“The tyres this season are quite different to the ones of last year — no blame, it is only a matter of fact,” he said. “The main difference is last year we had a very good warm up on the tyres and we were focused on cooling the tyres as much as we could to keep them working because the lower the temperature, the better the grip. The tyres of this season are quite different in this respect and warm-up is a lot more difficult.

“What we call the window — the temperature you target to get the best grip from the tyres themselves — in order to achieve that you need to heat up the tyres. So instead of cooling them down [as we did last year], you need to heat them up.

“How can you achieve that? Certainly you can achieve it through braking temperatures, rims cooling, but overall it is downforce. And not only does the downforce add absolute value, but it is how you balance the downforce high-speed to low-speed — it may be as well how you target your development in terms of efficiency versus maximum downforce. I think we have got a car that is somehow quite efficient — you can see it on the straights — but it doesn’t mean we have the highest downforce in the pit lane.”

With Ferrari struggling to mount a convincing challenge to Mercedes, Max Verstappen looked like the biggest threat after the first practice session as he managed to split Hamilton and Bottas. But in FP2 a piece of debris went into the air intake of his Red Bull and damaged a radiator. The resulting water leak took most of the session to repair and by the time he re-emerged, he complained of a lack of grip and struggled to set a quick time as everyone else was focusing on heavy-fuel running. The result was a lap time 0.934s off the pace, but while the margin to Mercedes is large, a clean Saturday should see Verstappen lining up third on the grid.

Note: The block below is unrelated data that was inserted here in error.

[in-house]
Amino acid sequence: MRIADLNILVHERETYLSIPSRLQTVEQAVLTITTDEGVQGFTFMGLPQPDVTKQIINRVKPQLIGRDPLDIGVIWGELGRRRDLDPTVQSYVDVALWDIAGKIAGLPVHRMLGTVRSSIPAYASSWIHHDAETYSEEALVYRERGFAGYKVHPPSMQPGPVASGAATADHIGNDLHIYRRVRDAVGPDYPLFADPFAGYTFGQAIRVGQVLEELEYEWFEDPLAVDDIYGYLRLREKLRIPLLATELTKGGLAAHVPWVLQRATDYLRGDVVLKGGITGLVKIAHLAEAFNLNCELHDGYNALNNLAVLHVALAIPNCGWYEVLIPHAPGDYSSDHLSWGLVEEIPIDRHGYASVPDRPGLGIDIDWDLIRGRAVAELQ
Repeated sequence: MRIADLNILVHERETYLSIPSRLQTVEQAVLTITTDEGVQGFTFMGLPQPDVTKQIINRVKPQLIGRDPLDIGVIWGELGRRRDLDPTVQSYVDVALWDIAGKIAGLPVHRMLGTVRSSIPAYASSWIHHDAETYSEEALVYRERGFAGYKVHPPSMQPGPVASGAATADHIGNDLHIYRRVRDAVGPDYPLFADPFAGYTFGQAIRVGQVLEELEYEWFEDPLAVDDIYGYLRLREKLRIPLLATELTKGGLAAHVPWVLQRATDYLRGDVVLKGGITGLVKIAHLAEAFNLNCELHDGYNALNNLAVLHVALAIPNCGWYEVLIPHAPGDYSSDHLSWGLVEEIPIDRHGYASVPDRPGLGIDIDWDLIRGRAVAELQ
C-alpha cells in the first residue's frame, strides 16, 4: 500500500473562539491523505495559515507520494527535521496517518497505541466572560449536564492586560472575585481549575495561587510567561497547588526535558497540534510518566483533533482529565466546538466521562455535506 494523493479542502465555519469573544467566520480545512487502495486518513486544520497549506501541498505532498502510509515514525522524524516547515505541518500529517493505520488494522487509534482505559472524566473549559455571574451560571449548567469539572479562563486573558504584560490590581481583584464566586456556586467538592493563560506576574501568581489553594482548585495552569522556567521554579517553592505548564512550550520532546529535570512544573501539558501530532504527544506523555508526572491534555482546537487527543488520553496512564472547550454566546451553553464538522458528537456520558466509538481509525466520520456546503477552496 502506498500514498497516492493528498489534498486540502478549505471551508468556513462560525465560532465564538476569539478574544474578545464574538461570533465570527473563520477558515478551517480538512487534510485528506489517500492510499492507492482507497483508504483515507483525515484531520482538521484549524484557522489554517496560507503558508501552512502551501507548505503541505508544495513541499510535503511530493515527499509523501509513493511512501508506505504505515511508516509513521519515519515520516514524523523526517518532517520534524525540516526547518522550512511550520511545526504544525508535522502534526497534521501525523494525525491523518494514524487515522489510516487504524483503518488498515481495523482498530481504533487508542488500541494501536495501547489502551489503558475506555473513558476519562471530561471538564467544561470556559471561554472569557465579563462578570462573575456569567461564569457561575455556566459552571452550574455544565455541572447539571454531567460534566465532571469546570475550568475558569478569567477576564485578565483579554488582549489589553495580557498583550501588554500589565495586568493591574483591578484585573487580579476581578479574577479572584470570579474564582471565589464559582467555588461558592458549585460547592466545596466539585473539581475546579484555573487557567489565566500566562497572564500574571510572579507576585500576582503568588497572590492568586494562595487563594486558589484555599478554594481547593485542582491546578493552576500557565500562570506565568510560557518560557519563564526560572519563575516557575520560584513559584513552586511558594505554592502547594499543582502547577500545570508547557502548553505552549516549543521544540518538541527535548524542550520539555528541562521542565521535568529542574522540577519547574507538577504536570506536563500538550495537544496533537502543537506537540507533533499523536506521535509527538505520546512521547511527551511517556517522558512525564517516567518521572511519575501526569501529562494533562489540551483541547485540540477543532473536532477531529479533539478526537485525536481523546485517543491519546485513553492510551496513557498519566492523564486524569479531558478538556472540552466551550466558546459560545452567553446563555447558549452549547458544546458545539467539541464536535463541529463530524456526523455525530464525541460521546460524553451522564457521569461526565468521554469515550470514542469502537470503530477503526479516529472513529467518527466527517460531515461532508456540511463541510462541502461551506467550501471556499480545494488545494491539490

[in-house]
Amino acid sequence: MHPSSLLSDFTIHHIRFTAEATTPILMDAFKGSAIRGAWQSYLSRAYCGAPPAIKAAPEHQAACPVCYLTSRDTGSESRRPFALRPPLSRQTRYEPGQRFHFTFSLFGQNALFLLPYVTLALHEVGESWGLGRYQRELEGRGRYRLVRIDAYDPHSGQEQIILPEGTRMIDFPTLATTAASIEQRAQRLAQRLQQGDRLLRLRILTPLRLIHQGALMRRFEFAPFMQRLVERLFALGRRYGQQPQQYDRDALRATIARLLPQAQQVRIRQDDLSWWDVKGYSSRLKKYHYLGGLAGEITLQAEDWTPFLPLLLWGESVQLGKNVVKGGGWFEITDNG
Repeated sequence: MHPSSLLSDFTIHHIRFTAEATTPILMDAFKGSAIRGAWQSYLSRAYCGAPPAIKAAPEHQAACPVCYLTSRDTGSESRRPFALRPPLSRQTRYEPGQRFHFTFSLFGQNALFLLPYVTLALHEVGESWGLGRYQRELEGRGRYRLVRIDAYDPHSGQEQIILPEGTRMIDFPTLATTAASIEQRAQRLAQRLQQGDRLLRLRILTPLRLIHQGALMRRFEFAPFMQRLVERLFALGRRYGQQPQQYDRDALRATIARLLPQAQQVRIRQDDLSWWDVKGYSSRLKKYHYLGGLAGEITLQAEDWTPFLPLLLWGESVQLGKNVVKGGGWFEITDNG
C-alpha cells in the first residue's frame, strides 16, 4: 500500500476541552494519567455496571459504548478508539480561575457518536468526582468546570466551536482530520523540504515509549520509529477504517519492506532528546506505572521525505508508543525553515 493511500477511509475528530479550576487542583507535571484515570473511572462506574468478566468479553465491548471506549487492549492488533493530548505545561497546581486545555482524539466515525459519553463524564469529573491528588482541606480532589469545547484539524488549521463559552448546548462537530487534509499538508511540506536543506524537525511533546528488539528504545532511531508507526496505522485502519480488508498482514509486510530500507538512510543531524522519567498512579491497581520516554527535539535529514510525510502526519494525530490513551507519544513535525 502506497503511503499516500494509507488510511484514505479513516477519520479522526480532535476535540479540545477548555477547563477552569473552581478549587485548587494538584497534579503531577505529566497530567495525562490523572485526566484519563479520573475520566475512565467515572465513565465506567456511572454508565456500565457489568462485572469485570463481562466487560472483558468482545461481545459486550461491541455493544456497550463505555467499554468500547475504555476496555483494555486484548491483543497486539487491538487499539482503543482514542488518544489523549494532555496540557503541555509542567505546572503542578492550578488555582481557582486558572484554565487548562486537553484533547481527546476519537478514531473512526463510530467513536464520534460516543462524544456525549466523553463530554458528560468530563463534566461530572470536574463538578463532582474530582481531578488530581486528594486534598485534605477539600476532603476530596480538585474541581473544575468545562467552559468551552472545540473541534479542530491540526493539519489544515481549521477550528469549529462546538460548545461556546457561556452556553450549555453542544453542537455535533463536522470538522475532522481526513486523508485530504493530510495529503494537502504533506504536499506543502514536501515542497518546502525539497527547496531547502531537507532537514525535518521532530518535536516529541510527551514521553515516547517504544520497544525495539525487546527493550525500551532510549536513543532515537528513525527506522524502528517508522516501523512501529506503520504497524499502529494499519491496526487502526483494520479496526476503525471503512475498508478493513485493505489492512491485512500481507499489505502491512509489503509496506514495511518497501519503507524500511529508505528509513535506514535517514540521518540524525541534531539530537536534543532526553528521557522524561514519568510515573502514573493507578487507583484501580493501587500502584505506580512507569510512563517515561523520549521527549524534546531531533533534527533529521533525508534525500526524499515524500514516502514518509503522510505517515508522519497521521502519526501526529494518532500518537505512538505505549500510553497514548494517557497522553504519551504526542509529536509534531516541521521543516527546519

Verstappen’s radiator problem meant he did not complete any representative heavy fuel running, but the times set by teammate Pierre Gasly should give Red Bull reason to be optimistic. His average lap time over 10 laps on the soft compound was a 1:15.112 compared to a 1:14.881 average for Lewis Hamilton over 12 laps and a 1:16.079 average for Charles Leclerc over 11 laps. True, Red Bull might not be able to match Mercedes in a straight fight, but if they can get ahead at the start or take advantage of a Safety Car, the pace shown by Gasly — and the fact Verstappen has been consistently quicker this year — could mean they are quick enough to make a fight of it.

Once again, the midfield looks remarkably tight, with traffic in qualifying and the resulting loss in tyre temperature likely to dictate the grid. Alex Albon backed up his impressive fifth place finish with two solid long runs on the softs and Alfa Romeo also looked competitive after its cars finished eighth and ninth. However, if a driver makes one mistake in qualifying, it doesn’t matter how good his Thursday practice pace was as overtaking in Monaco is almost impossible.